Navigating the many options for counselling is not easy! While there is no magic equation for finding the right person for you, there are some important things to think about.
Are they a member of a registered body?
If you are Googling for therapists then it’s important to know that the profession is not regulated, which means that anyone can call themselves a counsellor or a therapist and set up practice.
But working with someone who is a member either the BACP (as I am) or the UKCP means they have completed years of training, continue to work on their professional development, and work in accordance with an ethical code. Both organisations have directories of their members on their websites.
Do you have a sense of what sort of work you want to do in the counselling room?
If you are looking into finding a therapist for the first time then you may well be wondering what can be so different between the hundreds of types of talking therapy.
Both the BACP and UKCP offer the ability to search by modality (the different ways of working), and there’s a handy guide to different modalities on the BACP website.
These range from open-ended approaches to the goal-orientated cognitive behavioural therapy (CBT) so you can pick a style that fits how you want to engage in the process.
I’m trained as a humanistic counsellor, and you can find out more about what that means here.
But lots of people looking for therapy find that no one modality jumps out at them. If that includes you, then this next point is really important…
Do you feel a connection to the person you want to work with?
While I’m very proud of my modality and training, research has shown that the most important factor in effective working is a strong relationship between the counsellor and client. Therapy is a very personal experience and so finding someone who you feel understands you and with whom you can explore difficult issues is paramount.
That’s why initial appointments are so important. They offer a chance for you to test out how you feel with a counsellor and see if they feel right for you — it’s why I offer a free half-hour initial appointment in case you are meeting several potential counsellors.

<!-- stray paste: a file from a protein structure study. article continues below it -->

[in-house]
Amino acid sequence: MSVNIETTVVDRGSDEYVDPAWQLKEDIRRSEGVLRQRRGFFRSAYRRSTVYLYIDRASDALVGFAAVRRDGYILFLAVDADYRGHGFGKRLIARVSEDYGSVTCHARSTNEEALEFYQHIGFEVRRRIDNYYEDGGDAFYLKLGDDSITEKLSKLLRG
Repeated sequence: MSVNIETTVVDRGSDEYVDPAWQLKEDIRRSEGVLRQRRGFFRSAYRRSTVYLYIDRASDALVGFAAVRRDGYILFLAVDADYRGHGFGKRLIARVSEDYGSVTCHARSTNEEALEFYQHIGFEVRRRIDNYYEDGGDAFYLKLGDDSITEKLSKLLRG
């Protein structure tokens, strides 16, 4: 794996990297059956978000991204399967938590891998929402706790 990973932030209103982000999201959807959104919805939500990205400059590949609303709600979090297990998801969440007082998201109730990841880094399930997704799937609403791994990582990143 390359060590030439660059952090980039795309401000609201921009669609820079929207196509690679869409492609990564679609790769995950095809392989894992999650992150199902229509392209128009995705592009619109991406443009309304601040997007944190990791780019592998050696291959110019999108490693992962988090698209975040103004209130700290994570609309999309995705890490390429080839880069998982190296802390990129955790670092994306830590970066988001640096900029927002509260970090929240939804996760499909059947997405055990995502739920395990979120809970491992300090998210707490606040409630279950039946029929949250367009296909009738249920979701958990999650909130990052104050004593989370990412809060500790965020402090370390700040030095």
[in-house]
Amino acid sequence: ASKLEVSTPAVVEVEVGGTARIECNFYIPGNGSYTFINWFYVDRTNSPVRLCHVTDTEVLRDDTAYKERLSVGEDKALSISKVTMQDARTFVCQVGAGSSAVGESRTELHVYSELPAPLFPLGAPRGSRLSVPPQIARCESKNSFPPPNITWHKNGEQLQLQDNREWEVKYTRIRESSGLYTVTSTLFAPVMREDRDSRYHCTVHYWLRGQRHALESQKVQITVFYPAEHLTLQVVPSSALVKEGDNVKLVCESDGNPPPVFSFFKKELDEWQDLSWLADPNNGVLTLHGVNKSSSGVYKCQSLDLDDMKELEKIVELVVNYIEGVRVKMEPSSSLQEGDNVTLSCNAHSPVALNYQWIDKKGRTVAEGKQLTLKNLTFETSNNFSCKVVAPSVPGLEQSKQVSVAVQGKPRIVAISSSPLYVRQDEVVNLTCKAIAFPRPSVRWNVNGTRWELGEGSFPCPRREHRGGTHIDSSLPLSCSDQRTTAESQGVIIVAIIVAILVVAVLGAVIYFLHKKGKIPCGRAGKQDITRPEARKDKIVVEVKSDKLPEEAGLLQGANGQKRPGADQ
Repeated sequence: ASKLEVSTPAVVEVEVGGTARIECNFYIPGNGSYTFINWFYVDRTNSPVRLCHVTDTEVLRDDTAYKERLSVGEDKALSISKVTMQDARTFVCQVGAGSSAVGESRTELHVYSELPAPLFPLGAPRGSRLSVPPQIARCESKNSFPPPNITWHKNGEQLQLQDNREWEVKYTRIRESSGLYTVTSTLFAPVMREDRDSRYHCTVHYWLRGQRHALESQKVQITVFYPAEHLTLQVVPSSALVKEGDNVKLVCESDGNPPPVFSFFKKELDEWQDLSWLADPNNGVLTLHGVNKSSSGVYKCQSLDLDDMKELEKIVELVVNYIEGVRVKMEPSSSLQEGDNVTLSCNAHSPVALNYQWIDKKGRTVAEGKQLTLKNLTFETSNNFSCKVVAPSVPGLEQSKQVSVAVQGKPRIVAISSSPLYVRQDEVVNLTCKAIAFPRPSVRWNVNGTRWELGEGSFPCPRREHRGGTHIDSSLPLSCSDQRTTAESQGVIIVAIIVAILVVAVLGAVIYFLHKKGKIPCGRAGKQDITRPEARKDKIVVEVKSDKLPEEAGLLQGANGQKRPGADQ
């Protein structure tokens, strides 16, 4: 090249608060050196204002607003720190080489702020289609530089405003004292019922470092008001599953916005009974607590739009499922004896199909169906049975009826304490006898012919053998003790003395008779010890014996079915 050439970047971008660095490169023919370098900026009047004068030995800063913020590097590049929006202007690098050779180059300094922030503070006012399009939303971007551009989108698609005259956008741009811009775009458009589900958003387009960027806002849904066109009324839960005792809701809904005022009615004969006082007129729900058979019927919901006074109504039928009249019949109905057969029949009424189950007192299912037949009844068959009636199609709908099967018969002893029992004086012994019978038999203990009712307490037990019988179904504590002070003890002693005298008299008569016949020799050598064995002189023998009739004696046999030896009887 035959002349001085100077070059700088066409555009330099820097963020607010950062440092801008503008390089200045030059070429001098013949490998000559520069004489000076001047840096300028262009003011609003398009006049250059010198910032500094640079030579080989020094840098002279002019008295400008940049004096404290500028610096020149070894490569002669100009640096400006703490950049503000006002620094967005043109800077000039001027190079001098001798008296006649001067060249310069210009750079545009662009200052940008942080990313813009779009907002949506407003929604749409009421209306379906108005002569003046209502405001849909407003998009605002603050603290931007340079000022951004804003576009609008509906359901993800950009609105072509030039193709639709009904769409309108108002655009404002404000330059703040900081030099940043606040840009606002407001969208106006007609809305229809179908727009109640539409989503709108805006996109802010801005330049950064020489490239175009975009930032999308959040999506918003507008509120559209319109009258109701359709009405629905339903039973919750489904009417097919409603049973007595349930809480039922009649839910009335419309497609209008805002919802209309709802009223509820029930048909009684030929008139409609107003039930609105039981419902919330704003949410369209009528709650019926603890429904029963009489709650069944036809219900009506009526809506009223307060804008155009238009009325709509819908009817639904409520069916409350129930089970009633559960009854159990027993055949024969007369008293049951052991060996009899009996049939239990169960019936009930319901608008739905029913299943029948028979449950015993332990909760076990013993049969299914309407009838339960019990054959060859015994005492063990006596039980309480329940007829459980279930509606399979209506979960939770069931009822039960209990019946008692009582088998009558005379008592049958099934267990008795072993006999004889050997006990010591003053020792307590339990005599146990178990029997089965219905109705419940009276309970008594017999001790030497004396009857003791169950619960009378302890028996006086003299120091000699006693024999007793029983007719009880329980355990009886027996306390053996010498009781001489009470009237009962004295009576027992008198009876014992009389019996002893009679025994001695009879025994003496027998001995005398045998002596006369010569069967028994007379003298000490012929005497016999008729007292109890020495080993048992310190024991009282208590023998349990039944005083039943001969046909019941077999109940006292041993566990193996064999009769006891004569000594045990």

I’m sure other people have more serious issues than me. I’m not even sure my problems are significant enough for counselling.
No two clients are the same, but there are repeating themes. The idea that one person’s problems are not as important as other people’s is a very common one.
But if an issue feels important enough to investigate counselling, then it doesn’t matter how big or small you may feel it looks through others’ eyes — what matters is that it feels significant to you. It's another reason why that initial appointment is so important to make sure can feel comfortable sharing.
I’m not even sure what feels uncomfortable or why I am looking for counselling.
While some people know exactly what they need to bring to counselling, it is a common experience to feel muddled. Often there will be a jumble of issues around work, relationships and life, any one of which feels liveable, but taken together feel overwhelming. It’s quite common to use the counselling room as a space to clarify what is important, and to separate what you want to deal with in counselling and what you feel you can deal with in your own life.
How do you want to work?
In person, over video calls, on the phone, through instant messaging: therapy is delivered in all sorts of ways.
While meeting for face-to-face sessions in a counselling room is what most people imagine, a lot of therapists have moved to carrying out sessions via online platforms like Zoom, particularly because of Covid-19.
The vast majority of training for therapists is based on working face-to-face, so if you want to work in a different way, then do check they are trained or experienced in doing so.
Still not sure how to pick a counsellor?
The BBC have a great seven-minute video on choosing the right therapist for you that is also worth a watch: